This study was only able to measure the integrated physiological response of the sponge community and it is possible that different components might have varied in their temporal metabolic responses. Whilst this study will almost certainly miss some of the temporal dynamics within the community, evolution is expected to act on the community as a whole and isolated symbionts are unlikely to have the same physiology when separated from their host. Sponge community metabolic rates vary depending on sponge activity (Hoffmann et al., 2008). However, Hoffmann et al. (2008) only attributed a three fold difference in metabolic rate to activity, whereas, in the current study metabolic rate varied more than 10 fold between species, a similar level of variation to that found previously for polar sponge species, 1.5–22.1 μmol O2 gAFDM−1 h−1 (Witte and Graf, 1996; Kowalke, 2000; Gatti et al., 2002). An analysis of literature values for metabolic rates of sponges across latitudes showed that there was no correlation between oxygen consumption and measurement temperature [F(1, 27) = 0.57, p = 0.46; Supplementary Table 1]. This is a very unusual result, as metabolic rates of ectotherms is almost always correlated with temperature (Brown et al., 2004). This provides further evidence that the variability in metabolic rate of sponges likely reflects the wide variety of physiological strategies utilized by sponges and the complexity of their biomes. High levels of metabolic plasticity are also found in other taxa that utilize different degrees of symbiotic energy supply. For example, zooxanthellate species of scleractinian coral have much lower ammonia excretion [51–192 (mg-at N)−1h−1] than non zooxanthellate species [257–632 (mg-at N)−1h−1], possibly indicating that nitrogen is providing nutritional support for zooxanthellae and not being excreted to the water column (Szmant et al., 1990).
The range of rates of nitrogen excretion measured in Antarctic sponges in the current study (1–570 nmol g−1 dry wt h−1) was lower than the range reported for nitrogen excretion of Mediterranean, 18–1325 nmol g−1 dry wt h−1 (Jimenez and Ribes, 2007; Bayer et al., 2008), and tropical sponges, 30–2650 nmol g−1 dry wt h−1; (Diaz and Ward, 1997). Whilst the lowest reported values for Antarctic species were 18–30 times lower than those from warmer regions, the highest values were only 2.5–4.8 times lower than the highest elsewhere, which suggests that not only is protein metabolism slower in Antarctic species, but the between species range is also greater. Whilst nitrogen excretion rates are seasonal in sponges from other regions (Bayer et al., 2008) some of this variation is very likely due to nitrification by bacteria within the sponge biome (Radax, 2011) which could contribute to the mixed seasonal nitrogen excretion responses measured in the current study. In the two species where data were collected in both summer and winter (Figure 3) one had higher ammonia excretion rates in summer (D. antarctica), whilst the other was higher in winter (Suberites sp.). There was also a mixed seasonal response of ammonia excretion of Antarctic marine secondary consumers (Obermüller et al., 2010) which ranged from no change to a seaonal factorial change of 13. This was a greater variability than literature values for a range of species from other environments which were consistently higher in summer (2–11; Supplementary Material, Table 1).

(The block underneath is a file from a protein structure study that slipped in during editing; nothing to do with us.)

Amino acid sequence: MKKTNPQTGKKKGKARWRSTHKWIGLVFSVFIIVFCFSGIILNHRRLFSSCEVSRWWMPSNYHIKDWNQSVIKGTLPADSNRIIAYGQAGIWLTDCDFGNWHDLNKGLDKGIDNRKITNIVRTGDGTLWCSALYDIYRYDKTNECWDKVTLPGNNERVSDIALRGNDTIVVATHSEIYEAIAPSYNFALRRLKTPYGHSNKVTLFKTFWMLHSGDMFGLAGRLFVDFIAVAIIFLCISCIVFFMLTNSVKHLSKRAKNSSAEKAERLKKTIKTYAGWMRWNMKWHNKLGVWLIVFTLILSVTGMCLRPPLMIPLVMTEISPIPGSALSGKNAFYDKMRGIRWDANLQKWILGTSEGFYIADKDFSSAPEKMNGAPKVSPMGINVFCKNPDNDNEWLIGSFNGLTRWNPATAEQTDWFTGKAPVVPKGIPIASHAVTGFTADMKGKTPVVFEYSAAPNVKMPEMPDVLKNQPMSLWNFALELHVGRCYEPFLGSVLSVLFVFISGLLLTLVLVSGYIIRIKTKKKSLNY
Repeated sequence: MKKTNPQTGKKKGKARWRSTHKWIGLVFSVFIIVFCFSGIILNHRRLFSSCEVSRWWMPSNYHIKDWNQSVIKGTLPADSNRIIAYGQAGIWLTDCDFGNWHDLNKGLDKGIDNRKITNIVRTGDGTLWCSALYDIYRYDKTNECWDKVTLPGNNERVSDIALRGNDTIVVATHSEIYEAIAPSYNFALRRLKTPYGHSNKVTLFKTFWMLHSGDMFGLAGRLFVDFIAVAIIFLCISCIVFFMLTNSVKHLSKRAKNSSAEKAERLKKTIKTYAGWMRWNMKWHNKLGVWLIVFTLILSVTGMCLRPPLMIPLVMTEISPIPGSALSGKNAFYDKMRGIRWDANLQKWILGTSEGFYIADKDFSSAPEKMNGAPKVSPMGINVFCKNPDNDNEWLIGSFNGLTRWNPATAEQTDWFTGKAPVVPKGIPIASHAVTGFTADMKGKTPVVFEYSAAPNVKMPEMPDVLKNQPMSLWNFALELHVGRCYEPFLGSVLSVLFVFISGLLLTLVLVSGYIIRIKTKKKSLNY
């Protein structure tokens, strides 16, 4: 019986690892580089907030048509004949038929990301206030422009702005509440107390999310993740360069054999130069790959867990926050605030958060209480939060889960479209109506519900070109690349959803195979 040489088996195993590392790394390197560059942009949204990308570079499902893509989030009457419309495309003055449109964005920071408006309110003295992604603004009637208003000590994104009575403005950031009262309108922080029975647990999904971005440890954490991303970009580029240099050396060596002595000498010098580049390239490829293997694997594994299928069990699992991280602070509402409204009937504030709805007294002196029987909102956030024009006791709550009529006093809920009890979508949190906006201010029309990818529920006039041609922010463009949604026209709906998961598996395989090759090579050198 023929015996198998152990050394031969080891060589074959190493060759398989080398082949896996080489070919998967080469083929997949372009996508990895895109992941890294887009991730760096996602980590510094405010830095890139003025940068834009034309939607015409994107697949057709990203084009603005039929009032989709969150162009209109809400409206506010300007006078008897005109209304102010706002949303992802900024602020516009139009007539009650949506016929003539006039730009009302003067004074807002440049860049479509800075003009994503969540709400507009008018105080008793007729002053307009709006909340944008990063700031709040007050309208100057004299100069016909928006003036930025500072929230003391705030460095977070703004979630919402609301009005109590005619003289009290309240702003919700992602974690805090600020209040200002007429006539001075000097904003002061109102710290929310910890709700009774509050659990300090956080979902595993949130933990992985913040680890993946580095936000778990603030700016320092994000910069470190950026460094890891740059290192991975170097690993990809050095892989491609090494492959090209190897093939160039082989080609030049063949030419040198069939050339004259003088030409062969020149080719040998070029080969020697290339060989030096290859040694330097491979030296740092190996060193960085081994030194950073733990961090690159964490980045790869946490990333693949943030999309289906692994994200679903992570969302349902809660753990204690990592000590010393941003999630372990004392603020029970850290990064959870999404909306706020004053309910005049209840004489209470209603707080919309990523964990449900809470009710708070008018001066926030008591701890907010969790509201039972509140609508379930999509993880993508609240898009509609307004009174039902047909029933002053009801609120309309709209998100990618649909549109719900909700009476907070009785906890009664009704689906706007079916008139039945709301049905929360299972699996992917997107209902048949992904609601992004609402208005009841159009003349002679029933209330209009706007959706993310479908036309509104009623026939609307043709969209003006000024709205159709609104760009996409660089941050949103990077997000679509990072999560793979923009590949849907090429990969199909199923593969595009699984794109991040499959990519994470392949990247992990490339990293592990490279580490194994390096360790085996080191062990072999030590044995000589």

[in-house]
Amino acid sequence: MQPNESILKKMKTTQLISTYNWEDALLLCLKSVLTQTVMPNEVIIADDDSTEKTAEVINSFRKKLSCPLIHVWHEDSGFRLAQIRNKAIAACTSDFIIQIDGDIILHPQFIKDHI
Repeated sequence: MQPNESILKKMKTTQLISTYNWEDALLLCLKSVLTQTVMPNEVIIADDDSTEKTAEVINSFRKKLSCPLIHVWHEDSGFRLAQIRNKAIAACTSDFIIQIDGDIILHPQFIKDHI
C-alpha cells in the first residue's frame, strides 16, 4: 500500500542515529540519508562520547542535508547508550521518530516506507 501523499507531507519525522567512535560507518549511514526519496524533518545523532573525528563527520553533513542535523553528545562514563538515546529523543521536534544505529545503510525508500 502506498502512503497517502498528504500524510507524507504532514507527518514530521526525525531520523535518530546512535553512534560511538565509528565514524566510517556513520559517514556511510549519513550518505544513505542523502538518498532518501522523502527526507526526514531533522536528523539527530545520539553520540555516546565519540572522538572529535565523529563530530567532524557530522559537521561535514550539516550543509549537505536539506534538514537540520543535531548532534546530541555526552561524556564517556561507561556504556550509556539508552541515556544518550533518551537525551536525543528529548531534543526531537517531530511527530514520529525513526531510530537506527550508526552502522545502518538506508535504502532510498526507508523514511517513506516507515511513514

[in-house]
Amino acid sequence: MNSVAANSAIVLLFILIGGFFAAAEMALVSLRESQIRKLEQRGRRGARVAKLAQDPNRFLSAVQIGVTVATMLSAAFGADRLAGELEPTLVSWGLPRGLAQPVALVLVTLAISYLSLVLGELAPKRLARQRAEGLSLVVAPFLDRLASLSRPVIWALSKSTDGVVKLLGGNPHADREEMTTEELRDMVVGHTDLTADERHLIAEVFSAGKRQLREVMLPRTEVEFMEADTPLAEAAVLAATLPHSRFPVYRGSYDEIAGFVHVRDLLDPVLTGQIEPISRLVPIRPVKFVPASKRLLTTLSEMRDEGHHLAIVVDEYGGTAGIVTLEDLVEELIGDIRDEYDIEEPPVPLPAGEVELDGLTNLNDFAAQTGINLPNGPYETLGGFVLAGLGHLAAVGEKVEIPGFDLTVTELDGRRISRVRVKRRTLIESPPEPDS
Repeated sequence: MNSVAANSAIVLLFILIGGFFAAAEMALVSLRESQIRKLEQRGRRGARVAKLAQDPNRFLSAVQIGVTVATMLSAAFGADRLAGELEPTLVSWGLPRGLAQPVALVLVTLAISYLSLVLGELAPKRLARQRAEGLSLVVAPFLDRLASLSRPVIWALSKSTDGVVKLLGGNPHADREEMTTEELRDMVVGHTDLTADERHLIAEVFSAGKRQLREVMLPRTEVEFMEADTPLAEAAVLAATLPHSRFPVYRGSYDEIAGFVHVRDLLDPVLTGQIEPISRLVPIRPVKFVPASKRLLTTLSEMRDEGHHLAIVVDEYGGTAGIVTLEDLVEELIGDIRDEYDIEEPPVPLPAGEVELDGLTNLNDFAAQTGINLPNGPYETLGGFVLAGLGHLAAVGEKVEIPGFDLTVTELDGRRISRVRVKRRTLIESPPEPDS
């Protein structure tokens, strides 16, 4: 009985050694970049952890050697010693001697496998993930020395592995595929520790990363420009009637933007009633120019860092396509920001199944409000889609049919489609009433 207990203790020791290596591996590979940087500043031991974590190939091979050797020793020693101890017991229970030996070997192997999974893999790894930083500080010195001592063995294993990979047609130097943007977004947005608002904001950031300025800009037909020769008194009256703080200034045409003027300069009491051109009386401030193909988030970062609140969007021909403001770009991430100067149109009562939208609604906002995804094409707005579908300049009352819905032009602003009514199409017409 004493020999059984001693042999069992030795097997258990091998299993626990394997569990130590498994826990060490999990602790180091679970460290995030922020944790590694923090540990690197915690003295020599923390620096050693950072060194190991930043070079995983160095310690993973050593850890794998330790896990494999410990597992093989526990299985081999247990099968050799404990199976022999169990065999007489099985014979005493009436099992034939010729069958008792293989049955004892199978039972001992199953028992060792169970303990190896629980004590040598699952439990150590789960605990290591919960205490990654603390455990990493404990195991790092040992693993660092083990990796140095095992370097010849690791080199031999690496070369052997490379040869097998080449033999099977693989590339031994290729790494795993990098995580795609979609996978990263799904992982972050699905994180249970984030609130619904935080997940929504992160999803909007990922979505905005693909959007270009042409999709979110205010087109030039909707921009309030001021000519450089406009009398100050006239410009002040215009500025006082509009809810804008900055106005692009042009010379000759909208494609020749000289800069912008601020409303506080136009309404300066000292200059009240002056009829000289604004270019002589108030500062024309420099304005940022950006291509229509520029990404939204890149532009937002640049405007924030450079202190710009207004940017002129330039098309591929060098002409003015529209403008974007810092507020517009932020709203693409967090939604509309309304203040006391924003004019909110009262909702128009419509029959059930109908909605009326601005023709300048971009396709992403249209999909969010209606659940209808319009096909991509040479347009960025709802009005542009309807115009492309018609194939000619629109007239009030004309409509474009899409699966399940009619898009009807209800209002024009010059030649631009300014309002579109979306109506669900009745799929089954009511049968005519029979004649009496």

Urea production is not frequently measured in studies of seasonal metabolism. Here nitrogen excretion as urea ranged from 0.1 μM gAFDM−1 h−1 for D. antarctica in winter, to 15 μM gAFDM−1 h−1 for S. antarcticus in summer, generally more than an order of magnitude lower than ammonia production, confirming demosponges as being ammonotelic. Similar to the seasonal changes in oxygen consumption, sponge species showed a high plasticity of seasonal responses ranging from a 50% lower urea production in summer than winter (Suberites sp.) to more than a x35 increase in summer over winter in S. antarcticus.
O:N ratios in the sponge communities studied here varied from 2.5 in C. nidificata to two species with values over 150, S. antarcticus and D. antarctica. The low values indicate C. nidificata uses protein to fuel its metabolic costs, whereas the values over 150 indicate the metabolic substrate was almost all carbohydrate and lipids. The species with intermediate values (Suberites sp.) was using a mixture of protein and non protein substrates, with O:N ratios between 60 and 80, still indicating carbohydrate and lipid accounted for a much larger proportion of substrate than protein. The seasonal factorial change in O:N ratio by Antarctic sponges (0.5–1.3) was within the range recorded for other Antarctic marine ectotherms (0.1–5.6; Supplementary Material, Table 1).